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Garcia v. Blahnik

United States District Court, S.D. California

July 15, 2016

Ruben Dario Garcia, Jr., Plaintiff,
v.
Blahnik et al, Defendant.

          ORDER DENYING PLAINTIFF’S MOTION TO COMPEL

          Hon. Bernard G. Skomal United States Magistrate Judge.

         I. BACKGROUND

         Plaintiff Ruben Garcia alleges that between April 2012 and August 2013, certain members of the prison staff at R.J. Donovan Correctional Facility retaliated against him by charging him with disciplinary violations, failing to process his inmate grievances, and suspending his position on the prison’s Mens’ Advisory Council. (ECF No. 1. at 5-18.)

         a. Plaintiff’s First Set of Discovery

         On December 15, 2015, Plaintiff served Defendants with twenty-seven Requests for Admissions, in addition to Interrogatories and Requests for Production of Documents. (Declaration of Christopher H. Findley in Support of Opposition to Motion to Compel “Findley Decl.” Ex. 1.) The Requests for Admissions asked that each Defendant admit that they had received the proper training and were aware of the applicable regulations governing prisoners and correctional officers. The Requests for Admissions also asked Defendants to authenticate the general chronos and rules violation reports on which Plaintiff bases his claims. Defendants responded to this discovery, and admitted they were properly trained and familiar with the applicable regulations and admitted the authenticity of the documents at issue. (Findley Decl. Ex. 2.) Defendants also responded to Plaintiff’s Interrogatory requests and Requests for Production of Documents. (Findley Decl. Ex. 3.) This first set of discovery is not the basis of Plaintiff’s Motion to Compel.

         b. Plaintiff’s Second Set of Discovery

         On March 6, 2016, Plaintiff served a second set of discovery, which included Requests for Admissions, Requests for Production of Documents, and Interrogatories. (Findley Decl. Exs. 3, 4, 5, 6.) Defendants responded on April 8, 2016. (Findley Decl. Exs. 7, 8, 9, 10.) It is this second set of discovery that is in dispute in Plaintiff’s Motion to Compel. All references to Interrogatories, Requests for Production of Documents, and Requests for Admissions refer to this second set of discovery, unless stated otherwise.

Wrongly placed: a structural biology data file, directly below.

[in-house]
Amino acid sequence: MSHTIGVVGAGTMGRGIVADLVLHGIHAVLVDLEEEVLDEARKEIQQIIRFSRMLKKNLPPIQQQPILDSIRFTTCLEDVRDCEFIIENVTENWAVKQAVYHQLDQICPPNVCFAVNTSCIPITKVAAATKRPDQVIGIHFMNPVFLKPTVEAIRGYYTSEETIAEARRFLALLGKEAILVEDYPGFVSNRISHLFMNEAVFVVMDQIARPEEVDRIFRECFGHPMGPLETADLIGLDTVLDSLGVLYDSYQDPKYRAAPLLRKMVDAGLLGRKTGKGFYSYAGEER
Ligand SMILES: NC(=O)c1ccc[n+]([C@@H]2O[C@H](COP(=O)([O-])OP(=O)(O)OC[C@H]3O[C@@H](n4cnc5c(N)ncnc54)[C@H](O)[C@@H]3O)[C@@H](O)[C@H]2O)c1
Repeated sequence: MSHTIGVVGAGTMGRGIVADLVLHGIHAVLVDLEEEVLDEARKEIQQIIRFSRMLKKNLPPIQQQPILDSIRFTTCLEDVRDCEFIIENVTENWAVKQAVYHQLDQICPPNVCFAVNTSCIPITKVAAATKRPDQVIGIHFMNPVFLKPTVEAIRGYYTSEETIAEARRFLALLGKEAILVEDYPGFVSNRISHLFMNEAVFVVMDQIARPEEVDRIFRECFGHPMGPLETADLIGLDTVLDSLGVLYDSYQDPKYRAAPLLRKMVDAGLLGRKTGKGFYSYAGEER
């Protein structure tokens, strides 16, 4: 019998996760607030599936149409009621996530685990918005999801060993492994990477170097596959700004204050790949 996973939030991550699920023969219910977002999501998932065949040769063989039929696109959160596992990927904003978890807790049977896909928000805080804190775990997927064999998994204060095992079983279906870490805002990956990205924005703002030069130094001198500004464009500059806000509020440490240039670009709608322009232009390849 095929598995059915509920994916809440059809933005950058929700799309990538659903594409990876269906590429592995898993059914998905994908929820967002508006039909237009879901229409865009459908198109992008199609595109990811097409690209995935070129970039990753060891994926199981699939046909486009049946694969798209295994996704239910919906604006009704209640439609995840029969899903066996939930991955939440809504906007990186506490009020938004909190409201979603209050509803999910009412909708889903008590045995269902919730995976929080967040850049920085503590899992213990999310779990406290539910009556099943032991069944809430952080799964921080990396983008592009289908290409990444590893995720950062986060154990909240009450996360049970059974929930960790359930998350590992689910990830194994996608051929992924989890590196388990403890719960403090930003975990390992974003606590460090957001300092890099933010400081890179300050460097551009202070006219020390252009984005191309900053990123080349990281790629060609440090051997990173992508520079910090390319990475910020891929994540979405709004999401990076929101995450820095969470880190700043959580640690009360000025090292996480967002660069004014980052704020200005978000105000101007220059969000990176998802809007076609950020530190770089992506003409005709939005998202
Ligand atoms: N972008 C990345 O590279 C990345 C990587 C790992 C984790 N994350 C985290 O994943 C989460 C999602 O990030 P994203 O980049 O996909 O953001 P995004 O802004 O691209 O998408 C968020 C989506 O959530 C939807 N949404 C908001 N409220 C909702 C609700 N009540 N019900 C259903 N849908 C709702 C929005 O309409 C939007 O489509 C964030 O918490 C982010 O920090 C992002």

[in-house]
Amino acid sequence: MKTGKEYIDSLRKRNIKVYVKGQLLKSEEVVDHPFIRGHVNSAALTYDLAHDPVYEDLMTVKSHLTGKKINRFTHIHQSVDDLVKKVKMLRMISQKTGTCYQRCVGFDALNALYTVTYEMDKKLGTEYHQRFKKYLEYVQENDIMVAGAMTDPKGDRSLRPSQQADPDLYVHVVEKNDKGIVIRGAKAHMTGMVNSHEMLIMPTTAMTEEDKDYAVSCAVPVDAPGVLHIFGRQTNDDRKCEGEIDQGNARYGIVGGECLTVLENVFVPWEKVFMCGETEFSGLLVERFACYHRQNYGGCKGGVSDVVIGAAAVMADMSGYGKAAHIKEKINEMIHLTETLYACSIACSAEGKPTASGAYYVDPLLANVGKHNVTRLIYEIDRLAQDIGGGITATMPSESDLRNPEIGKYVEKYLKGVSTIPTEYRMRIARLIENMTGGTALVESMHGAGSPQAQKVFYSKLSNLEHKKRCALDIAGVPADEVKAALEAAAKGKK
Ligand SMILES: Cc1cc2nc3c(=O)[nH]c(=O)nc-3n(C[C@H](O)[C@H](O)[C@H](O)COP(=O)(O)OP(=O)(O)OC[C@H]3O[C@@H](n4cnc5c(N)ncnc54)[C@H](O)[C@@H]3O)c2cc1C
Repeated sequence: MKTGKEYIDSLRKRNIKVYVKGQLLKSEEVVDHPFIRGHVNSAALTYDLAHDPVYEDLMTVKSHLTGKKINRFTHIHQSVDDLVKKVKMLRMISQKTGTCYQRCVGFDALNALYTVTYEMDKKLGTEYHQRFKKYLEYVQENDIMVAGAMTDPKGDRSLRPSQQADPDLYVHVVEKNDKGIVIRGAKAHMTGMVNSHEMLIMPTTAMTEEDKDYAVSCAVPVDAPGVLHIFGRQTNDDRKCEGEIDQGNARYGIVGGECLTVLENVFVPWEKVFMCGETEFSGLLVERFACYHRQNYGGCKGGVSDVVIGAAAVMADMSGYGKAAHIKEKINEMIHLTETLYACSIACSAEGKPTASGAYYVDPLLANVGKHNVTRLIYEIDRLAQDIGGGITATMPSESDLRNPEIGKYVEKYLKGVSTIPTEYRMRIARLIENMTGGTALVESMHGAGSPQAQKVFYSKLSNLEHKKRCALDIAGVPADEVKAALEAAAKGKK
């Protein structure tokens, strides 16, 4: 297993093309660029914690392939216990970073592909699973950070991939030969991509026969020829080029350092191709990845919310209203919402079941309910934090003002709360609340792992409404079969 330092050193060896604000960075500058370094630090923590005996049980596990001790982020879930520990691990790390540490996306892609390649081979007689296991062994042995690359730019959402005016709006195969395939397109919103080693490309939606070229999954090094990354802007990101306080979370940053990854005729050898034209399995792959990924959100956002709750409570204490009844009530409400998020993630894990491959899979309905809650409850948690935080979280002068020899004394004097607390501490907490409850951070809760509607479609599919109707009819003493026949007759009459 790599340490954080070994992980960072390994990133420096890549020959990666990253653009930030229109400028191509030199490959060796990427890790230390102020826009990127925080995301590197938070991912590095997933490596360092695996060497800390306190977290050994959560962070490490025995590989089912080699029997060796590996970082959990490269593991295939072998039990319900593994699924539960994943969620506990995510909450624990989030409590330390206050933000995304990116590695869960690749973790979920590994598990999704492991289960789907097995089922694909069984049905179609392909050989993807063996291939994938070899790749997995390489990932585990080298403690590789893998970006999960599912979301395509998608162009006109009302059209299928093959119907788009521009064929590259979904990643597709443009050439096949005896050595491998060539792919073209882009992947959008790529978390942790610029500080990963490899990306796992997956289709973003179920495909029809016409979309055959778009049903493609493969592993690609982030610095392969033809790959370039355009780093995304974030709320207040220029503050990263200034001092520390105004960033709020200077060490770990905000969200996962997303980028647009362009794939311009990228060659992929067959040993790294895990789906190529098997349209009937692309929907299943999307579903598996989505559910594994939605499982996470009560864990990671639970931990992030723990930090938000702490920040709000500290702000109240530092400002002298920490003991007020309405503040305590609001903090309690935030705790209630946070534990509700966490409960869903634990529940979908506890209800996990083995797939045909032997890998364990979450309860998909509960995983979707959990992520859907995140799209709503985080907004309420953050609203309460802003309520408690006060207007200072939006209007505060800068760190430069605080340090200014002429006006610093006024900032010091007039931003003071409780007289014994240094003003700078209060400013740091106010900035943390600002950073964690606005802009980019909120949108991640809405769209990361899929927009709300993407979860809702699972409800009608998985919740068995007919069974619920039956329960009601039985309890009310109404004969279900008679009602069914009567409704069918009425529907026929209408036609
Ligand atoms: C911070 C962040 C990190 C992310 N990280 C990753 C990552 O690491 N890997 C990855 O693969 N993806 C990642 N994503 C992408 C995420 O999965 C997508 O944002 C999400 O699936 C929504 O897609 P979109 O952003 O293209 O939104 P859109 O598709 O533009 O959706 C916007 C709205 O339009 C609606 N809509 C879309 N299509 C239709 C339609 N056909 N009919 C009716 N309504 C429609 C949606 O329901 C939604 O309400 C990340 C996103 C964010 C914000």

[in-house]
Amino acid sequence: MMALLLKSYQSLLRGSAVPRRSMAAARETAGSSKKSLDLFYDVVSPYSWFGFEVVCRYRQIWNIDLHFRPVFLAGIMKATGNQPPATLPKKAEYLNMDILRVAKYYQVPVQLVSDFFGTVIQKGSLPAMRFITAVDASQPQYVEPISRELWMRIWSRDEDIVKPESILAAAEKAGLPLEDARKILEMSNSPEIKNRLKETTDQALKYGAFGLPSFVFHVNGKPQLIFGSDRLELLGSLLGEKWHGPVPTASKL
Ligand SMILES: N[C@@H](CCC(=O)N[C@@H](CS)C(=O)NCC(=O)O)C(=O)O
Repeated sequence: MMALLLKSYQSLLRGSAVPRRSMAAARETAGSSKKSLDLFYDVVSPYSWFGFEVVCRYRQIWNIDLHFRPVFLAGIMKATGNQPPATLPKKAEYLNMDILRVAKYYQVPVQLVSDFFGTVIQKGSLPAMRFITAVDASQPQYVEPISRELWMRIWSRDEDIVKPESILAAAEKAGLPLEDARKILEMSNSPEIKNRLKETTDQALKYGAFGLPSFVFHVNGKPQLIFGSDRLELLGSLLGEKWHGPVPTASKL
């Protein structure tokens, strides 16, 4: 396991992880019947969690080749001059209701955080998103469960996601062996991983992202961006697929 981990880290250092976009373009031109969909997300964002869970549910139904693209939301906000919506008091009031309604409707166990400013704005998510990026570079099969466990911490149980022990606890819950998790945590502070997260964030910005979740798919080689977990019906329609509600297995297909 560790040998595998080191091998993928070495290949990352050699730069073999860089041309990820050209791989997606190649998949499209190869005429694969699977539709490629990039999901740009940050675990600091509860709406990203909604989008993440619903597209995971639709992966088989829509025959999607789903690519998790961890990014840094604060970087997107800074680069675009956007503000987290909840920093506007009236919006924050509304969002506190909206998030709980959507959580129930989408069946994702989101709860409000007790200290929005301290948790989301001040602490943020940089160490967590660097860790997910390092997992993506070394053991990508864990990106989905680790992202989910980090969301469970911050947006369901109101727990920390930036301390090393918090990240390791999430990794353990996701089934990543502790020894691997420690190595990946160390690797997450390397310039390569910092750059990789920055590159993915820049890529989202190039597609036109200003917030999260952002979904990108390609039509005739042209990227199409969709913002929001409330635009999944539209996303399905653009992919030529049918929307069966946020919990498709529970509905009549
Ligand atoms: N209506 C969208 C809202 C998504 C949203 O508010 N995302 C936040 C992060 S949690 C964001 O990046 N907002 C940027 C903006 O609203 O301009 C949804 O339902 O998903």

II. PROCEDURAL POSTURE

         Plaintiff filed a Motion to Compel on April 20, 2016. (ECF No. 46.) On April 21, 2016, the Court set forth a briefing schedule on Plaintiff’s motion. On April 29, 2016, Plaintiff filed a supplemental brief in support of his motion to compel. (ECF No. 51.) Thereafter, the Court updated the briefing schedule to allow Defendants additional time to respond. (ECF No. 52.) Defendants filed their opposition on May 31, 2016. (ECF No. 55.) Plaintiff filed a reply on June 17, 2016, nunc pro tunc, June 14, 2016. (ECF No. 57.)

         III. TIMELINESS OF RESPONSES

         Plaintiff argues that Defendants did not timely respond to his discovery requests. (ECF No. 46 at 4.) Defendants were required to respond to Plaintiff’s discovery within thirty days. See Fed. R. Civ. P. 33(b)(2)(setting forth the deadline to respond for interrogatories); Fed.R.Civ.P. 34(b)(2)(A)(setting forth the deadline to respond for requests for production of documents); Fed.R.Civ.P. 36(a)(3)(setting forth the deadline to respond for requests for admission). Moreover, the Federal Rules allow for a three day extension when discovery is served by mail. See Fed. R. Civ. P. 6(d).

         Plaintiff’s discovery is dated March 6, 2016 (Findley Decl. Exs. 3-6) and was served by mail. (Id. at ¶ 4.) Defendants were required to respond thirty-three days later, by April 8, 2016. Defendants served their responses by mail on April 8, 2016. (Findley Decl. ¶ 5.) Defendants’ responses were, therefore, timely.

         IV. FAILURE TO MEET AND CONFER

         Defendants argue that Plaintiff’s Motion to Compel should be denied because he failed to meet and confer with Defendants to attempt to resolve the discovery disputes informally. (ECF No. 55 at 5.) Civil Local Rule 26.1 provides, “The court shall entertain no motion pursuant to Rules 26 through 37, Fed. R. Civ. P., unless counsel shall have previously met and conferred concerning all disputed issues.” S.D. Cal. Civ. R. 26.1(a). Counsel for the moving party must serve and file a certificate of compliance with this rule when filing a discovery motion. S.D. Cal. Civ. R. 26.1(b). Additionally, Federal Rule of Civil Procedure 37 provides that a motion to compel discovery responses “must include a certification that the ...


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